Berger Meplats - Improved Uniformity

phorwath

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I puchased a Meplat Uniforming tool from Kevin Cram, Montour County Rifles in the fall of 2010. That fall I meplat trimmed/uniformed approximately 400 Berger VLD bullets. ~1/2 were 168gr 7mm VLDs, and ~1/2 were 210gr .308 VLDs. Of those bullets, I encountered maybe 10 with no hollow in the tip of the bullet jackets. The tips had beem sealed (pinched) shut during manufacture in their bullet forming dies. I reported this to Erik Stecker on this forum, and my suspicion that these closed tip bullets were a cause of non-expansion on game. Erik said he was interested in investigating this. That they might cull some closed tip bullets from their production line and expansion test them to see if the closed tip bullets expanded less reliably than open tipped bullets. I've never heard or read anything further on this matter.

Four plus years later (about 7 days ago) I meplat uniformed ~175 of the 215gr .308 Berger Hybrid target bullets. None of those bullets had sealed tips. Every bullet had a hollow tip. Nice. I also noted the meplats were more uniform in length than the meplats on the VLDs from the fall of 2010.

Today I meplat uniformed 250 of the 300gr .338 Berger OTMs. Again, not a single bullet tip was sealed off. None of the jacket tips on these bullets were pinched closed. All bullets had a hollow opening in the point of the jackets. And the meplats from the factory were exceptionally uniform. Less than 10 bullets had meplats that were notably slanted, or uneven in length. I was way impressed.

When using the meplat uniforming tool, each bullet meplat gets a quick inspection prior to trimming, and the meplat trimming process allows for a good evaluation of the uniformity of the meplats. This type of improvement doesn't happen by accident. I don't know if Berger is culling some bullets that have sealed tips prior to packaging, or if they've refined their jacket preparation process prior to running these bullets into their bullet forming dies. I know what I've observed, and the uniformity of the meplats on these recent production bullets were much improved compared to the VLDs from 4 1/2 years ago. My 215gr .308s and the 300gr .338s were purchased in December, 2014.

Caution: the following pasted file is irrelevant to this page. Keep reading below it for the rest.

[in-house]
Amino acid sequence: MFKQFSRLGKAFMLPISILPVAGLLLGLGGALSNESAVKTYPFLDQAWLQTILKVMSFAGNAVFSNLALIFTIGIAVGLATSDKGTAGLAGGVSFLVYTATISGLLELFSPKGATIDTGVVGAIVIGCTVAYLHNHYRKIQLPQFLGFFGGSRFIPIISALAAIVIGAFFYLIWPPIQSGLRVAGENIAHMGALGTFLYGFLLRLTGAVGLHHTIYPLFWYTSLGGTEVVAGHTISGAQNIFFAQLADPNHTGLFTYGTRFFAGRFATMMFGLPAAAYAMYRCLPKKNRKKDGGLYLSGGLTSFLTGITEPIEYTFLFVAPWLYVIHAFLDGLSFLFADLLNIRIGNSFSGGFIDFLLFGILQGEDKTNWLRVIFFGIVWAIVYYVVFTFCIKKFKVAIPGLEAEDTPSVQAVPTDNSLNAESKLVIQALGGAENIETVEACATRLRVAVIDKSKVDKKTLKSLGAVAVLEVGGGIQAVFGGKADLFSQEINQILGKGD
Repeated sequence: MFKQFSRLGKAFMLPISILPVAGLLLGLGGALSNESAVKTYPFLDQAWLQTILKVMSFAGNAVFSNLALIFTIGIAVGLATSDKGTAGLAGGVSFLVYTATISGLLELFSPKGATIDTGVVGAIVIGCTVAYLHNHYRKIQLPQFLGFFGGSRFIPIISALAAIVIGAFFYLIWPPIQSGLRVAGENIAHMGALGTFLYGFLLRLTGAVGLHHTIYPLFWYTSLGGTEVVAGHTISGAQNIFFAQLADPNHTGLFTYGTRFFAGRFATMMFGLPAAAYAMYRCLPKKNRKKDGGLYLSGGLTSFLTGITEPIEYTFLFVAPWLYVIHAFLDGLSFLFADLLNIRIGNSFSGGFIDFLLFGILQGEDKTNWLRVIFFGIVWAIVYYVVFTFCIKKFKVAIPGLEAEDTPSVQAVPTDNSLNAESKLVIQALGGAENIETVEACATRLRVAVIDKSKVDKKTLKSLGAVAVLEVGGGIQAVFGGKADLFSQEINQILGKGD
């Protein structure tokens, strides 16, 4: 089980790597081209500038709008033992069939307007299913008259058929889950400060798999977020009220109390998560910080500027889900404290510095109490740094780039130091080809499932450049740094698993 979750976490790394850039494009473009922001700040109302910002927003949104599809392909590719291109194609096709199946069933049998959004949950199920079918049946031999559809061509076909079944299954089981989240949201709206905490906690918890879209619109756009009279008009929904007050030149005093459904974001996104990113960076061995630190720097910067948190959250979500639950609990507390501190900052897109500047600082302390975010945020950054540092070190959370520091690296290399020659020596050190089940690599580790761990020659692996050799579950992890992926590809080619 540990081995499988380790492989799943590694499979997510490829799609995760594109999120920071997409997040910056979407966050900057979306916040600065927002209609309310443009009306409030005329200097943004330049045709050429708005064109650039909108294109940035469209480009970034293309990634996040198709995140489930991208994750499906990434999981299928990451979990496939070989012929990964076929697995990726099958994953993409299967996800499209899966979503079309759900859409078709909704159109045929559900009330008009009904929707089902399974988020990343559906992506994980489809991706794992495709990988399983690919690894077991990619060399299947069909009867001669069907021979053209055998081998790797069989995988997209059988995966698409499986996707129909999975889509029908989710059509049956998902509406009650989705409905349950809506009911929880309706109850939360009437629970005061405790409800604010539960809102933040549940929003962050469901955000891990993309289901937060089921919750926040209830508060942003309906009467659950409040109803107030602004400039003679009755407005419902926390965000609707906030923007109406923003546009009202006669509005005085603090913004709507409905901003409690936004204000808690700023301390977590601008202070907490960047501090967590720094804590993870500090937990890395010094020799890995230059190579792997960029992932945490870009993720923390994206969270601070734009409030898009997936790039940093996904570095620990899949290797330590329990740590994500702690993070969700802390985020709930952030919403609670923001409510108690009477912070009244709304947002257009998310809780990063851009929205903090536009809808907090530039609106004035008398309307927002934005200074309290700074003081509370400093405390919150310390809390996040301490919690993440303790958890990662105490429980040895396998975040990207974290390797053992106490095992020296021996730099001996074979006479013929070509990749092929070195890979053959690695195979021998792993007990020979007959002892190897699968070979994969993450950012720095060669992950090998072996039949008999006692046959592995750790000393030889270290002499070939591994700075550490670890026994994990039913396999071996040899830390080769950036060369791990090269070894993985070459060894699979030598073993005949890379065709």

The meplat uniforming of the 300gr .338 bullets wouldn't have been worth the effort, simply to improve meplat uniformity. That's how good the meplats were right out of the box. However, in addition to improving meplat uniformity and consistency from bullet to bullet, I meplat uniform these style bullets to increase the diameter of the meplats slightly, in an effort to improve the certainty of expansion on game animals. I believe the larger meplats reduce the odds of a bullet failing to expand on game. Other knowledgeable hunters that have experimented with this seem to agree. I sacrifice a little BC value due to the increased meplat diameter, but I gain consistency of BC value from bullet to bullet, and improve the odds that every bullet will expand.

I understand that Berger cautions against modifying the tips fo their bullets, but I'd rather have my bullets expand too aggessively than not expand at all, especially at longer yardages and reduced impact velocities.
 

gillettehunter

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Nice to hear about the consistency of a factory product. Be nice if we could hear from Eric on the subject. I have not yet got to the point of me plat uniforming. Might be something to look into. Bruce
 

phorwath

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One correction to my post. While hollowpointing the 250 300gr 338 OTMs, I did encounter one bullet with a tip completely pinched shut with copper jacket material. Really sealed. I didn't notice the closed tip while trimming it back with the first step of meplat uniforming. Only when running the hollow-pointing end mill into the tip of the jacket did I notice the resistance. When the jacket tips are pinched together into a solid mass of copper jacket material, obvious resistance is felt with the hollow pointing tool. I got out a small drill bit to see how far in the jacket was pinched together and it was simply solid copper - way down in there. In my opinion, this bullet would have acted like a FMJ on game. It would not have expanded. This bullet will be used for barrel break-in and/or bore fouling.
 

phorwath

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Fail to expand? Yes, if that's your question. I've posted about it on this Forum. The 210gr .308VLD. I have also corresponded with others that had the same experience with the 210gr hunting VLD. It's not the most common thing, but its not uncommon either.

It was the primary reason I began meplat trimming and hollow-pointing the Berger bullets. Meplat trimming and hollow-pointing with the Kevin Cram tool is when I identified a number of VLDs with closed tips 4 1/2 years ago. I posted about these closed tip bullets on this Forum, which is when Eric Stecker sounded in and showed an interest in testing my theory. I never heard anything more from Berger, so I don't know if they tested this on ballistic gelatin or not. Knowledgable Berger users will commonly inspect their bullet tips and cull any with closed tips. Set them aside and use them for target practice. Avoid using them on game animals.